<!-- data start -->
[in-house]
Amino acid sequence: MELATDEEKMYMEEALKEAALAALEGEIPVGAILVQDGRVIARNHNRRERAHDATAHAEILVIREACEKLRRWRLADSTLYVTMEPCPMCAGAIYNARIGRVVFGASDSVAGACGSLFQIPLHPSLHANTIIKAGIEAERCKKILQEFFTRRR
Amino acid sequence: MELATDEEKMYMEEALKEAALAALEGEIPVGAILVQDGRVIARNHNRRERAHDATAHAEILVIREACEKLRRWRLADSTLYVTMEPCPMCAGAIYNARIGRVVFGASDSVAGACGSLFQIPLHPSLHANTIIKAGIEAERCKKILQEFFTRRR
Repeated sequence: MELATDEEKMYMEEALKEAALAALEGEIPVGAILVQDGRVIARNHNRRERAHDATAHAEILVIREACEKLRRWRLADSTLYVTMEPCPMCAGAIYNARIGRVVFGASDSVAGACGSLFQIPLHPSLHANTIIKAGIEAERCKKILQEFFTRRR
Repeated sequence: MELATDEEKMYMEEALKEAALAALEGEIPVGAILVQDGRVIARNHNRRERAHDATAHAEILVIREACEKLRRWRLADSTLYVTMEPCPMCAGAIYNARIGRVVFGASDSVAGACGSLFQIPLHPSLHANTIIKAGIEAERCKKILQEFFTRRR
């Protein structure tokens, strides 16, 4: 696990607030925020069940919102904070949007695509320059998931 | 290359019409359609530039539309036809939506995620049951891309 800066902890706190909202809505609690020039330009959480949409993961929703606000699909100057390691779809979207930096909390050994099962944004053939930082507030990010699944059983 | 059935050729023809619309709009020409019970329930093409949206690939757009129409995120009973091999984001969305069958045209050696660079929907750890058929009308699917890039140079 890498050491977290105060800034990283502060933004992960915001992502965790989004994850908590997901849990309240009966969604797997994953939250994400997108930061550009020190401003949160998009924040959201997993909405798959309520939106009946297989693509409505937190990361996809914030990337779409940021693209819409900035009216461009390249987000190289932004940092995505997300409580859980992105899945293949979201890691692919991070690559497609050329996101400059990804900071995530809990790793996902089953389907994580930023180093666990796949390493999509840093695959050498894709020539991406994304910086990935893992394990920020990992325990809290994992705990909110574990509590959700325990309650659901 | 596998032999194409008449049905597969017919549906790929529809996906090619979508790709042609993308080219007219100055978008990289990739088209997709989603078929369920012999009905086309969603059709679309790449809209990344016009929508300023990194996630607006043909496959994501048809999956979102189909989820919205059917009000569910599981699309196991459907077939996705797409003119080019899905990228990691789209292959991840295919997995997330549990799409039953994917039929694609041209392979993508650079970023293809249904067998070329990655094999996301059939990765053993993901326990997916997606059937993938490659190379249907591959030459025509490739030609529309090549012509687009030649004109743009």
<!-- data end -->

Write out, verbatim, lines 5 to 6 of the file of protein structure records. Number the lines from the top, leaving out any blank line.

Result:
Repeated sequence: MELATDEEKMYMEEALKEAALAALEGEIPVGAILVQDGRVIARNHNRRERAHDATAHAEILVIREACEKLRRWRLADSTLYVTMEPCPMCAGAIYNARIGRVVFGASDSVAGACGSLFQIPLHPSLHANTIIKAGIEAERCKKILQEFFTRRR
């Protein structure tokens, strides 16, 4: 696990607030925020069940919102904070949007695509320059998931 | 290359019409359609530039539309036809939506995620049951891309 800066902890706190909202809505609690020039330009959480949409993961929703606000699909100057390691779809979207930096909390050994099962944004053939930082507030990010699944059983 | 059935050729023809619309709009020409019970329930093409949206690939757009129409995120009973091999984001969305069958045209050696660079929907750890058929009308699917890039140079 890498050491977290105060800034990283502060933004992960915001992502965790989004994850908590997901849990309240009966969604797997994953939250994400997108930061550009020190401003949160998009924040959201997993909405798959309520939106009946297989693509409505937190990361996809914030990337779409940021693209819409900035009216461009390249987000190289932004940092995505997300409580859980992105899945293949979201890691692919991070690559497609050329996101400059990804900071995530809990790793996902089953389907994580930023180093666990796949390493999509840093695959050498894709020539991406994304910086990935893992394990920020990992325990809290994992705990909110574990509590959700325990309650659901 | 596998032999194409008449049905597969017919549906790929529809996906090619979508790709042609993308080219007219100055978008990289990739088209997709989603078929369920012999009905086309969603059709679309790449809209990344016009929508300023990194996630607006043909496959994501048809999956979102189909989820919205059917009000569910599981699309196991459907077939996705797409003119080019899905990228990691789209292959991840295919997995997330549990799409039953994917039929694609041209392979993508650079970023293809249904067998070329990655094999996301059939990765053993993901326990997916997606059937993938490659190379249907591959030459025509490739030609529309090549012509687009030649004109743009």